Increased privacy and flexibility are two of the stand-out trends that leading data and analytics company GlobalData notes will shape the lodging industry in 2021, alongside longer stays, improved hygiene procedures and more no-touch technology. As 2020 draws to a close, Travel & Tourism Analyst Ralph Hollister offers his view on these trends.
Hollister notes: “Hotels that cannot provide more secluded spots or offer increased booking flexibility could be at risk of losing out even further in 2021. Rate plans to accommodate longer stays need to be offered, whilst the marketing of no-touch technology and increased hygiene procedures needs to be increasingly visible.”
“We have come to the realization that 2021 will not be free from the effects of COVID-19. Travelers will be looking to take fewer trips – if not forced to due to ongoing travel restrictions – but those that do travel are expected to also stay for longer to grab what they can when they can. Uncertainty is strife and it may lead to people going ‘all out’ on one big trip, rather than risking several smaller ones that could be canceled.
“Lodging providers need to prepare by creating rate plans for extended stays in order to offer increased value. In fact, this is one method already being explored by major players such as Booking.com, which introduced two new rate plans to satisfy this need. The weekly rate plan requires a minimum length of stay of seven nights, and for the monthly rate plan, a length of stay of 28 nights is the minimum requirement.
“Long stays will be particularly popular with digital nomads, students and business travelers.”
The need for more private forms of accommodation has surged during the pandemic, which is understandable given that 79% of global respondents to a survey* by GlobalData noted they are still concerned about the outbreak. The privacy trend has benefited companies such as Airbnb, which posted a surprise profit for Q3 2020. However, many traditional hotels that naturally cannot offer the same levels of privacy have not witnessed similar growth.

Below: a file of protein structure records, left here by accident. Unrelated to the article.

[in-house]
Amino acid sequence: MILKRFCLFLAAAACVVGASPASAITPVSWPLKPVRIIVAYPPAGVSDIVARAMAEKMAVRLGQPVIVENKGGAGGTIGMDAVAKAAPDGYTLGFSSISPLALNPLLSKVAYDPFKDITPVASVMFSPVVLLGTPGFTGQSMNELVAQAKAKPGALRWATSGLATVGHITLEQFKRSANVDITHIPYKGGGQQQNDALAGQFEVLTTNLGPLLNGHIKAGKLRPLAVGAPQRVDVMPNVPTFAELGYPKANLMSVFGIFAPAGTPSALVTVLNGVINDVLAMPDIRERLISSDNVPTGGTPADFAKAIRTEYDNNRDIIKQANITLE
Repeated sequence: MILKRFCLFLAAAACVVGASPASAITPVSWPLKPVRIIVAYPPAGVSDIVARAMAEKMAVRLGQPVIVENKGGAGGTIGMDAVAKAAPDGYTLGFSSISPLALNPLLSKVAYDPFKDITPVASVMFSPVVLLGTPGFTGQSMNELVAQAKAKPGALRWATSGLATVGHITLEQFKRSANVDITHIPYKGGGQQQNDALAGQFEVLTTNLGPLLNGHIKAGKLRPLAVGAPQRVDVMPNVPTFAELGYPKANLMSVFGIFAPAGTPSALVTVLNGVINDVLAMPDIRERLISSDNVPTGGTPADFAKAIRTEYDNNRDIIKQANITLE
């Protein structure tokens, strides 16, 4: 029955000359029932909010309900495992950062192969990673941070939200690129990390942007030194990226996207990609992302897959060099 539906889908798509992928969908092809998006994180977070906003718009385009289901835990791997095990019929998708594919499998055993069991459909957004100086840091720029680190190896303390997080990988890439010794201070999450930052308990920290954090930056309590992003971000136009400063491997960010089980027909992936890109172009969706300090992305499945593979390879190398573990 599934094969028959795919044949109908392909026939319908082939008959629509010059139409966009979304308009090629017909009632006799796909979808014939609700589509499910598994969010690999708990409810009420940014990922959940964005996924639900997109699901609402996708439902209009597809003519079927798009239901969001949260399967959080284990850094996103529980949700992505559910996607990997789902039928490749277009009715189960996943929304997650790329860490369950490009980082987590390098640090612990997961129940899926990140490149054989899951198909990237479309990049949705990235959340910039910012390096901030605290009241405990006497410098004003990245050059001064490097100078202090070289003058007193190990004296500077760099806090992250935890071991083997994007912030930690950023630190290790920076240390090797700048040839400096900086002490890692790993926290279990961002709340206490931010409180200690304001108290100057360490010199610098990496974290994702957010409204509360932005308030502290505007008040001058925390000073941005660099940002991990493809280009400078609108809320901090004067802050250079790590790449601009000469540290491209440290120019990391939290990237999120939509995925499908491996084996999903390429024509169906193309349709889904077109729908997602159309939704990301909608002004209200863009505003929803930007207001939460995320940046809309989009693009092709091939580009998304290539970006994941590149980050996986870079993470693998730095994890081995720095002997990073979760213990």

Hollister notes: “The likes of Vrbo and Airbnb can offer an abundance of accommodation types in more secluded areas, while many major hotels are stuck with city-center properties. In the short term, travelers may feel there is little sense in risking a city-center location when the main attractions are closed. Demand for city breaks will slowly return in the coming years as the dust settles, but domestic breaks in rural locations are likely to be the preference and return at a much quicker rate.”
Improved Hygiene Procedures
Improved levels of hygiene and sanitation will continue to be required by guests in the coming years. According to a GlobalData survey*, 59% of global respondents are concerned about their physical fitness and health during COVID-19. This significant level of concern has meant that lodging providers have had to dramatically improve hygiene and sanitation procedures. However, it is not enough to just have these in place – they have also had to effectively market these changes to gain customer confidence.
Hollister notes: “All major players in the lodging industry have been implementing and showcasing their new hygiene procedures this year – for example, Hilton’s partnership with healthcare professionals Mayo Clinic, which has helped increase consumer confidence. These procedures will continue to be refined in 2021 as the pandemic continues.”
More No-Touch Technology
Technology in lodging that reduces customer contact with frequently touched surfaces and other humans will be positively received – especially considering a total 60% of global respondents are ‘somewhat’ ‘often’ or ‘always’ influenced by how digitally advanced or ‘smart’ a service is, according to a GlobalData survey**.
Hollister continues: “In 2021, hotels will increase their adoption of technology that reduces the number of touchpoints. Abilities such as online check-ins and check-outs, mobile keys and room settings controlled by Internet of Things (IoT) technology will become much more commonplace.
“Using IoT to control room settings also allows hotels to gather more data on guests, creating a more personalized experience when they next return. According to GlobalData’s lodging scorecard, Marriott is one of leaders in the adoption of IoT, scoring the maximum of ‘5’ for the adoption of this technology. The company recently revealed an IoT focused hotel room, in partnership with Samsung and Legrand, personalized by the needs and interests of the individual guest.”
There has been significant uncertainty for travelers in 2020, which has deterred them from booking accommodation in case they cannot later get refunded. According to the GlobalData survey*, 56% of global respondents are concerned about domestic travel restrictions, and 52% echo the same sentiment for international travel.
Hollister adds: “Having a flexible cancelation policy on a hotel website will be vital in ensuring direct bookings, and these relaxed policies will continue in 2021. For example, Marriott International has just extended its 24-hour global cancelation policy through March 31, 2021. This extension into next year will be emulated by its rivals in order to remain competitive.”
* – GlobalData’s Week 11 COVID-19 Recovery Survey (2-6 December 2020), ‘quite concerned’ and ‘extremely concerned’ responses combined
** GlobalData’s Week 11 COVID-19 Recovery Survey (2-6 December 2020)